Unemployment Benefits May Be Extended But the Problem Isn’t Solved

It’s been difficult to turn on the TV lately and not hear about the plight of the nearly 2 million Americans who were set to lose their unemployment benefits during the holidays. Fortunately for those out of work, Federal unemployment insurance may be extended an additional 13 months as part of the new tax cut deal.

I’ve certainly expressed my opinion about the high unemployment rate in past posts such as the one I wrote about the 99ers in Silicon Valley who were featured on 60 Minutes. I truly feel sorry for those who cannot find work. I know firsthand the stress that the situation can cause on an individual and a family.

But, I truly believe that this extension of benefits is simply putting a Band-Aid on a gunshot wound. It’s not going to help too much.

Sure, the government can kick the problem down the road for a few months, but the overriding reality that there are simply fewer jobs out there needs to be addressed by more than just morning news reporters.

Why are there fewer jobs? I’ve stated before my theory. Improved technology + companies using more freelance/contract help + higher healthcare costs = Fewer Jobs.

Here’s what I mean.

Technologies, such as Cloud computing and VoIP which have both taken off since the recession, now make it easy for teams of people to collaborate and communicate in multiple locations from anywhere in the world. This means that both onsite and offsite employees can work together seamlessly. So, a lot of companies are doing just this and hiring outside of the U.S. where labor is cheaper.

Freelance/Contract Work
Many companies that laid off workers are now hiring freelancers and hourly contractors. I know this for a fact because more than a few of these companies have hired me for projects. Sites like Elance, Guru, and oDesk make it easy for businesses to find qualified people who are willing to work without benefits and guaranteed employment.

Higher Healthcare Costs
Here’s the component of the current unemployment rate that I don’t think gets considered enough. Many businesses are not hiring because they can’t or don’t want to pay for employee health insurance. And, many individuals are scared to start businesses, to leave bad jobs, or to become freelancers because they’ll be without health insurance if they do so.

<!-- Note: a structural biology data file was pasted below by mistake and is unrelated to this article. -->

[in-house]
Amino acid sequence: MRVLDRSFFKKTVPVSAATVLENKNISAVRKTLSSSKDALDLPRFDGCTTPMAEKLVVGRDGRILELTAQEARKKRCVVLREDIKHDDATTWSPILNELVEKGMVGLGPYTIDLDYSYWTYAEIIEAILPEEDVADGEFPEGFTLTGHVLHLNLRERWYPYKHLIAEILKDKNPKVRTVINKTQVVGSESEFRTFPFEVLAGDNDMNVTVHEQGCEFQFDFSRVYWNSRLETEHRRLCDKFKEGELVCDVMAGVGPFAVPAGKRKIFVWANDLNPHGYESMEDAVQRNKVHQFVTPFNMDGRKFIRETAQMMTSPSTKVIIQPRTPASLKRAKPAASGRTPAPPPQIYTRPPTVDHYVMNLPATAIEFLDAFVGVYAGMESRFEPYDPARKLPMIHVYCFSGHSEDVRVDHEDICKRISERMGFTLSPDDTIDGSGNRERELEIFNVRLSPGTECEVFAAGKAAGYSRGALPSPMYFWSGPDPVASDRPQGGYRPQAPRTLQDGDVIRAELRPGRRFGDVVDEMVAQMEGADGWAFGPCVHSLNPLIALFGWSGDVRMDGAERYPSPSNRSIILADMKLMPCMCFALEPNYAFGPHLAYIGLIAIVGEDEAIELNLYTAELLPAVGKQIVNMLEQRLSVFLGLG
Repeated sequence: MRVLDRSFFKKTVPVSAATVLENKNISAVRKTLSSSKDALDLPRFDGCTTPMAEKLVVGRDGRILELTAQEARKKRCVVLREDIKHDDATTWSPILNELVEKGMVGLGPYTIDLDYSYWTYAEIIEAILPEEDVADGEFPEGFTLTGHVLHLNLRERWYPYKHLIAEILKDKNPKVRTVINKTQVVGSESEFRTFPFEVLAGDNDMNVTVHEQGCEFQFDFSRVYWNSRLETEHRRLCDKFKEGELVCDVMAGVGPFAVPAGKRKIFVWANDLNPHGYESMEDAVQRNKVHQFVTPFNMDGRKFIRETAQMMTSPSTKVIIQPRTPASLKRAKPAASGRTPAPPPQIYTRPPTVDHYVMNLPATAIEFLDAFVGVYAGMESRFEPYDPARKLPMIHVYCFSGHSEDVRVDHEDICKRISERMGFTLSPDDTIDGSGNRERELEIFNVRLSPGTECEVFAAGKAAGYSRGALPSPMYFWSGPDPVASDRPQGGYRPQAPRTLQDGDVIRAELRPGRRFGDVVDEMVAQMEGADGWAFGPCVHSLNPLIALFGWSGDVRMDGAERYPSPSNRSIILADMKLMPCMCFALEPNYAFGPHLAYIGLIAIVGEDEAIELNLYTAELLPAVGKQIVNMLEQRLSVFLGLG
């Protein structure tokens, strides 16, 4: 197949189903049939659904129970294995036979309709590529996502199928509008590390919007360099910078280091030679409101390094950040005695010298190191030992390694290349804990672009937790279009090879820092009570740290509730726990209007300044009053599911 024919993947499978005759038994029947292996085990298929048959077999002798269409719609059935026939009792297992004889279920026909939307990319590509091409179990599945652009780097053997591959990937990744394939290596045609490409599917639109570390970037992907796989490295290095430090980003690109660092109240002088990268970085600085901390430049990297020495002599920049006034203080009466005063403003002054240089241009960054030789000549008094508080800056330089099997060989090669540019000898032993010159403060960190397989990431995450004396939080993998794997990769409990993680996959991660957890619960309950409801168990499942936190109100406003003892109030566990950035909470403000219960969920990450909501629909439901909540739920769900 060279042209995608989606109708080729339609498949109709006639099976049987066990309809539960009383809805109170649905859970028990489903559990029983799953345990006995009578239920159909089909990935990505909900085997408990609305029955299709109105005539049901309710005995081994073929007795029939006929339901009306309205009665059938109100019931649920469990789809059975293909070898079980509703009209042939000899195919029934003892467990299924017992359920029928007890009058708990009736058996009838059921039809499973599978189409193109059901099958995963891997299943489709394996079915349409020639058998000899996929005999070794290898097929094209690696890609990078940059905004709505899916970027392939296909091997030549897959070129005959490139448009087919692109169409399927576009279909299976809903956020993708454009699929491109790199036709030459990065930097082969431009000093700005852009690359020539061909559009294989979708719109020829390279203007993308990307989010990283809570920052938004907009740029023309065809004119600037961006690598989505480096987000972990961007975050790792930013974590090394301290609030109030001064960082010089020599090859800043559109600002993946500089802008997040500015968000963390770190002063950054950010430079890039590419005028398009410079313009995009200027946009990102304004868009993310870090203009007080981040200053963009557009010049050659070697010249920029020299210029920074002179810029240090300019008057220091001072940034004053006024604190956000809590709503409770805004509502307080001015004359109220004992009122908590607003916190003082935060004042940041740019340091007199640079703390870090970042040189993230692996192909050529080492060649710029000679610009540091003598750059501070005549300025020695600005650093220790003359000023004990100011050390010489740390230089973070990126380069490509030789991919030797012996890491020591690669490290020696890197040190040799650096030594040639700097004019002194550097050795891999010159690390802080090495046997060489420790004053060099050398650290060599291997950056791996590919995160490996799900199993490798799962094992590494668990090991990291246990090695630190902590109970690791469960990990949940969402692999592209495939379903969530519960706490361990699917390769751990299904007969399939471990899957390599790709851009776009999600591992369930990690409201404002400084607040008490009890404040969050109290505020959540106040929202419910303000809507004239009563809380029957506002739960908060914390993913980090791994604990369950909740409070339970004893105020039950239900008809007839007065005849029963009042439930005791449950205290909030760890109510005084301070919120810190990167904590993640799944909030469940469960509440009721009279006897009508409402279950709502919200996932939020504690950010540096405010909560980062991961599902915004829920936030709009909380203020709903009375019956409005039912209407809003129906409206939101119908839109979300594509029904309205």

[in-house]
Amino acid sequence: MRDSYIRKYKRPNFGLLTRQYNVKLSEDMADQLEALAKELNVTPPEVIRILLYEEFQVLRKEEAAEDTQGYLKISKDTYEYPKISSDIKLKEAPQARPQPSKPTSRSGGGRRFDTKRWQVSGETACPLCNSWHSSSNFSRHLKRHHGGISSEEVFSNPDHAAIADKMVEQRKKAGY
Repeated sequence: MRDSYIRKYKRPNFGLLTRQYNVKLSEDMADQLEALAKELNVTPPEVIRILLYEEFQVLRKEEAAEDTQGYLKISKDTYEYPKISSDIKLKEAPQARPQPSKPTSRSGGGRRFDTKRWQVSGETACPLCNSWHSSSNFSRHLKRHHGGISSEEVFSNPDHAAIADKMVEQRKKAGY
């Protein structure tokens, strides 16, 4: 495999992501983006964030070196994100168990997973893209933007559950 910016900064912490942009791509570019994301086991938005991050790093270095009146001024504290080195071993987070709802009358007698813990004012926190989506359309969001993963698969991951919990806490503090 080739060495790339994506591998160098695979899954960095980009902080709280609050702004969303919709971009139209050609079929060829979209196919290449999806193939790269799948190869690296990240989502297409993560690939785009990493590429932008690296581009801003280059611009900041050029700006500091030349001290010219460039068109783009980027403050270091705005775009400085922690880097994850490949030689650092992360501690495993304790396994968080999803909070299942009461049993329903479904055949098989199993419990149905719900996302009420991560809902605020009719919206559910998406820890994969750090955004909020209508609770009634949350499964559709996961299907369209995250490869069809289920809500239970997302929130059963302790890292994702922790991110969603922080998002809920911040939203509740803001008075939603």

In my opinion, our healthcare system is holding this country hostage. It’s hindering would-be entrepreneurs. It’s bankrupting families, and it’s stopping existing businesses from hiring.

The healthcare issue is a huge problem and is something that our family has faced firsthand when my husband was laid off. We were dropped from his former employer’s insurance three weeks after the lay off. We were denied private insurance because of pre-existing conditions, and we couldn’t afford COBRA on what we received in unemployment compensation. After this happened, Judd was hospitalized with pneumonia and a collapsed lung. Yes, after experiencing a layoff, the last thing we needed was a huge hospital bill that we couldn’t pay for. Does this seem right? No, it’s not.

Yes, we were lucky. I was able to start a business because I had some marketable skills. And, my husband was able to find work. We were able to pay off our hospital bill, and we now have health insurance! But, you know what?  If my husband didn’t get these benefits from his employer, our family would be without healthcare coverage. I would then have to look for a job with benefits and would be forced to close my business. As well, I probably wouldn’t be able to be a stay-at-home mom to our boys. Our situation isn’t unique. And, everyday families across the United States are making decisions about work and life based upon keeping health insurance coverage because the stakes are too high. Very, very few individuals actually have enough money to pay for a major illness or injury if they didn’t have insurance.

So, I truly believe that health insurance is the big silent problem that is creating the high unemployment rate and hurting the economy as a whole.